A mathematical model for the spatiotemporal epidemic spreading of COVID19 [article]

Alex Arenas, Wesley Cota, Jesus Gomez-Gardenes, Sergio Gómez, Clara Granell, Joan T. Matamalas, David Soriano-Panos, Benjamin Steinegger
2020 medRxiv   pre-print
An outbreak of a novel coronavirus, named SARS-CoV-2, that provokes the COVID-19 disease, was first reported in Hubei, mainland China on 31 December 2019. As of 20 March 2020, cases have been reported in 166 countries/regions, including cases of human-to-human transmission around the world. The proportions of this epidemics is probably one of the largest challenges faced by our interconnected modern societies. According to the current epidemiological reports, the large basic reproduction
more » ... R_0 ~ 2.3, number of secondary cases produced by an infected individual in a population of susceptible individuals, as well as an asymptomatic period (up to 14 days) in which infectious individuals are undetectable without further analysis, pave the way for a major crisis of the national health capacity systems. Recent scientific reports have pointed out that the detected cases of COVID19 at young ages is strikingly short and that lethality is concentrated at large ages. Here we adapt a Microscopic Markov Chain Approach (MMCA) metapopulation mobility model to capture the spread of COVID-19. We propose a model that stratifies the population by ages, and account for the different incidences of the disease at each strata. The model is used to predict the incidence of the epidemics in a spatial population through time, permitting investigation of control measures. The model is applied to the current epidemic in Spain, using the estimates of the epidemiological parameters and the mobility and demographic census data of the national institute of statistics (INE). The results indicate that the peak of incidence will happen in the first half of April 2020 in absence of mobility restrictions. These results can be refined with improved estimates of epidemiological parameters, and can be adapted to precise mobility restrictions at the level of municipalities. The current estimates largely compromises the Spanish health capacity system, in particular that for intensive care units, from the end of March. However, the model allows for the scrutiny of containment measures that can be used for health authorities to forecast with accuracy their impact in prevalence of COVID--19. Here we show by testing different epidemic containment scenarios that we urge to enforce total lockdown to avoid a massive collapse of the Spanish national health system.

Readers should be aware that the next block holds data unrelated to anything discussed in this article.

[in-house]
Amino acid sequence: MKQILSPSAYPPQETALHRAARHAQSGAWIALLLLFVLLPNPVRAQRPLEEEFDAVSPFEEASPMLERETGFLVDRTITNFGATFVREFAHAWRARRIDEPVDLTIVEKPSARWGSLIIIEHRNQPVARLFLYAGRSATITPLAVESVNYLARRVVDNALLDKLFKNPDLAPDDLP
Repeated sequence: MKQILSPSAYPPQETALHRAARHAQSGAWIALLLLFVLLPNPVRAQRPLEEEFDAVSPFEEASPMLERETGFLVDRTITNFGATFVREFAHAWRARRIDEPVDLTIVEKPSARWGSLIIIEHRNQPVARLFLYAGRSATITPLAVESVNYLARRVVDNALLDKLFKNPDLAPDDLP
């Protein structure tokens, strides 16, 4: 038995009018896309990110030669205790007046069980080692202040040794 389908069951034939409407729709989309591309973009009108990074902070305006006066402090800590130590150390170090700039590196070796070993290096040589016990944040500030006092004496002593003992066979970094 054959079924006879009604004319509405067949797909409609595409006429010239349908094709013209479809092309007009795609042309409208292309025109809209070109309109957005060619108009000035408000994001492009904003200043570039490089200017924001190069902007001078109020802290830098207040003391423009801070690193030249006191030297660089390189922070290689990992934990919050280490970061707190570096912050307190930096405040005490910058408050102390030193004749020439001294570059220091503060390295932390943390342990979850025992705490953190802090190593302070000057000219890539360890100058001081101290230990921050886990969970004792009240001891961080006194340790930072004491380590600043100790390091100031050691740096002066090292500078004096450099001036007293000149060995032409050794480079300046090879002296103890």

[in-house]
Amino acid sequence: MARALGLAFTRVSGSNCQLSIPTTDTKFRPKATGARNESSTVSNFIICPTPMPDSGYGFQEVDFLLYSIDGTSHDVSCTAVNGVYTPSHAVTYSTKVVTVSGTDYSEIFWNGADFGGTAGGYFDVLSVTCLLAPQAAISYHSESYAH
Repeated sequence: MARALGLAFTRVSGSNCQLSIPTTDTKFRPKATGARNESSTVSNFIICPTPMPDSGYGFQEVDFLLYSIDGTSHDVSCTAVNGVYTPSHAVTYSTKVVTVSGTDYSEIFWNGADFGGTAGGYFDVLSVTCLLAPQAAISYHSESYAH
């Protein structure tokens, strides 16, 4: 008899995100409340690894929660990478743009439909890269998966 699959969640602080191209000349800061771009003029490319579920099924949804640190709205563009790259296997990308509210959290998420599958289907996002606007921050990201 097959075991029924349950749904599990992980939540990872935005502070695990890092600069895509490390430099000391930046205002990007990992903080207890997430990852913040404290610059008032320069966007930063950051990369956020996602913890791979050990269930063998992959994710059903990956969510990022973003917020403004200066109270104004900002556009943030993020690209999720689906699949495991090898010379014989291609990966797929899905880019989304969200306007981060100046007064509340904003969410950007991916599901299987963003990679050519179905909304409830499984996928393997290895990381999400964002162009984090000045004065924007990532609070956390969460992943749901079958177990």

doi:10.1101/2020.03.21.20040022 fatcat:ndfghf5invhqtdie5rhxma7jtm